The secrecy that surrounds use of the Bank's standing facility has turned out to be a quite damaging characteristic of an otherwise vital part of the interbank payments system. The refusal to name Barclays and the technical reasons why it was forced to borrow unnecessarily unsettled currency markets yesterday as well as causing speculation to run riot over who the guilty party might be.

The last time it happened, rival bankers freely named Barclays as the miscreant. This time they were under strict instructions from the Bank of England not to comment, but when did that ever stop the free flow of gossip in the City? By tea-time everyone knew. The Bank insists it cannot name the parties involved because that would stigmatise them.

Furthermore, if they thought they were going to be stigmatised in this way, they wouldn't use the facility and the payments system would break down. Yet in the end the truth will always out. Part of the problem in the crisis is a lack of transparency. A little glasnost from the Bank would provide some welcome relief.

The BoE has been very keen to signal to a wide range of economic agents that future inflation will be close to its target. Given this care in monetary signalling, why does it allow this careless signal about financial instability? It is impossible to know whether this smoke helped give the impression of fire in the banking system, and hence the run on Northern Rock, but why create a system that needlessly gives this false signal?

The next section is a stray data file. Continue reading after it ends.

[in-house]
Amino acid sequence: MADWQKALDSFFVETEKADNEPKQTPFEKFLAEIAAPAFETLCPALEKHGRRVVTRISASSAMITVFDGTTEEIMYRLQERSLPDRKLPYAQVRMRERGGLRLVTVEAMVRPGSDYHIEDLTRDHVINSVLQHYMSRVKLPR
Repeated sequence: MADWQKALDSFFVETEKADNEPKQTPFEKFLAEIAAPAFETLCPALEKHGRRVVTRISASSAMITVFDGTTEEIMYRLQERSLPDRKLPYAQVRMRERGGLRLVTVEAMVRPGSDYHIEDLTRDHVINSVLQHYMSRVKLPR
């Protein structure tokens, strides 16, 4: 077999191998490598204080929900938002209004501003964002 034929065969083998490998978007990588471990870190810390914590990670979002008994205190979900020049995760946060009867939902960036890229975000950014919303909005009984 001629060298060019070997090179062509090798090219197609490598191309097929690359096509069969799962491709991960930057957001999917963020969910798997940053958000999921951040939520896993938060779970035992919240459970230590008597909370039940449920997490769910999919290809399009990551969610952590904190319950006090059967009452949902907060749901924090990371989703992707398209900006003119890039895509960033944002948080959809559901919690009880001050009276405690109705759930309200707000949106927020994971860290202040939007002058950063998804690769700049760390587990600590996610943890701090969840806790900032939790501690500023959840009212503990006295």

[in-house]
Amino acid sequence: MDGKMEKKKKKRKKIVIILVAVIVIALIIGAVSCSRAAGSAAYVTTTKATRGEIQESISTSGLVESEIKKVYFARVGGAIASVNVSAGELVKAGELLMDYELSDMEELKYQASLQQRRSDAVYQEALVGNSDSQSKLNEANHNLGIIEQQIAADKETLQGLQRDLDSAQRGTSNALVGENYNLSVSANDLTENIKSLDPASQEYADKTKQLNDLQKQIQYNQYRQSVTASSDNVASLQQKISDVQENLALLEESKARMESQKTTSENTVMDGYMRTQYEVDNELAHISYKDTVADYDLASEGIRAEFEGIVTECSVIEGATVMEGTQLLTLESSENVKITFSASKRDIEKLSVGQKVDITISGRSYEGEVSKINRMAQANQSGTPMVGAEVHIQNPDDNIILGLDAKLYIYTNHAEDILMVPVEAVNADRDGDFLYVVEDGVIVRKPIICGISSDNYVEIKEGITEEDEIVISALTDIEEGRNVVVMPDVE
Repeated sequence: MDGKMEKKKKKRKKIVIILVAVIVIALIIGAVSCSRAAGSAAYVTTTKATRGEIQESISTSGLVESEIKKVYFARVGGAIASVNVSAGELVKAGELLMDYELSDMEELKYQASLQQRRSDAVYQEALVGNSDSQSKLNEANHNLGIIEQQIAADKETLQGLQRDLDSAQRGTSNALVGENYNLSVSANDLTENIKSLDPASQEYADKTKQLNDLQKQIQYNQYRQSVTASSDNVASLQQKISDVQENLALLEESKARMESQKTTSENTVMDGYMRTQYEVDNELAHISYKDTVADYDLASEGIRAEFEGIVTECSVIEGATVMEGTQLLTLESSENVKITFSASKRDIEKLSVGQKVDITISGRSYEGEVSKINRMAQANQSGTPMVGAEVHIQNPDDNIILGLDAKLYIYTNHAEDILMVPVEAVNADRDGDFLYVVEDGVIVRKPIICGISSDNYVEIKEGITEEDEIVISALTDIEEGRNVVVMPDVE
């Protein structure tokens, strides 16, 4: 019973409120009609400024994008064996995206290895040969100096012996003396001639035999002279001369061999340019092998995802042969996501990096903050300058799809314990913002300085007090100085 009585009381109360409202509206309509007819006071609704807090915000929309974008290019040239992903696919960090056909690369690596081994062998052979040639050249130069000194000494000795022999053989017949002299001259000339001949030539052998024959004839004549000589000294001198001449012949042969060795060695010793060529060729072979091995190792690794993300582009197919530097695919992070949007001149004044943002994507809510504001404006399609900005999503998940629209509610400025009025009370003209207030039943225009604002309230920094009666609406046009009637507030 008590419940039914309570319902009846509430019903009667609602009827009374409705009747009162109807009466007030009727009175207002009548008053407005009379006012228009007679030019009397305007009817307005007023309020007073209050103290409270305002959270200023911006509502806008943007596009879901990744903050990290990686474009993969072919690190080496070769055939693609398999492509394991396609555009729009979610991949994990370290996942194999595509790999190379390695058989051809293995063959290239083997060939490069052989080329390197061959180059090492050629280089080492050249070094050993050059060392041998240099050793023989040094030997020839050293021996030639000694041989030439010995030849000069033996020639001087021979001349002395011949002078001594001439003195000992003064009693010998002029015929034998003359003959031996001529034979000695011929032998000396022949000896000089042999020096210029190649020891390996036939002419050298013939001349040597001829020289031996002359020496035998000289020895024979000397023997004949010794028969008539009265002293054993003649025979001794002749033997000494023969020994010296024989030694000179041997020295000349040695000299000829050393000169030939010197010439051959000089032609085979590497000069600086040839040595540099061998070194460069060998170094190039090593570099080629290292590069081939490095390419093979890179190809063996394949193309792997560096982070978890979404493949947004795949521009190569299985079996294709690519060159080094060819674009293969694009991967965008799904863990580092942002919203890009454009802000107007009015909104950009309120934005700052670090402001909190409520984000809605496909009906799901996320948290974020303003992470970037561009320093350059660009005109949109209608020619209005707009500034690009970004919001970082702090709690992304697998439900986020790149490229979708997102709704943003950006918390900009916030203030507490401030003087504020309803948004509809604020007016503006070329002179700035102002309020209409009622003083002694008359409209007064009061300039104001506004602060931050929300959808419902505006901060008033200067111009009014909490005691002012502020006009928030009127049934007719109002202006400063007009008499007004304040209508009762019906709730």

The problem is that if a feature is little-used, and is then used during any sort of market turbulence, some will believe that usage of that feature contains significant information. The problem can be fixed by having a simpler system, such that all the features are used almost every day. See The pretend market for money for a description of a system that would be simpler, cheaper, more effective and more robust.


The previously esoteric subject of collateral has recently reached the news, and, again, the central bank’s critics have not acknowledged longer-standing issues.

Why are a central bank’s monetary policy loans collateralised? There are two obvious possibilities:

  1. So that a central bank would not lose if there were a default by a counterparty;

  2. Because a counterparty having collateral so demonstrates that it is solvent.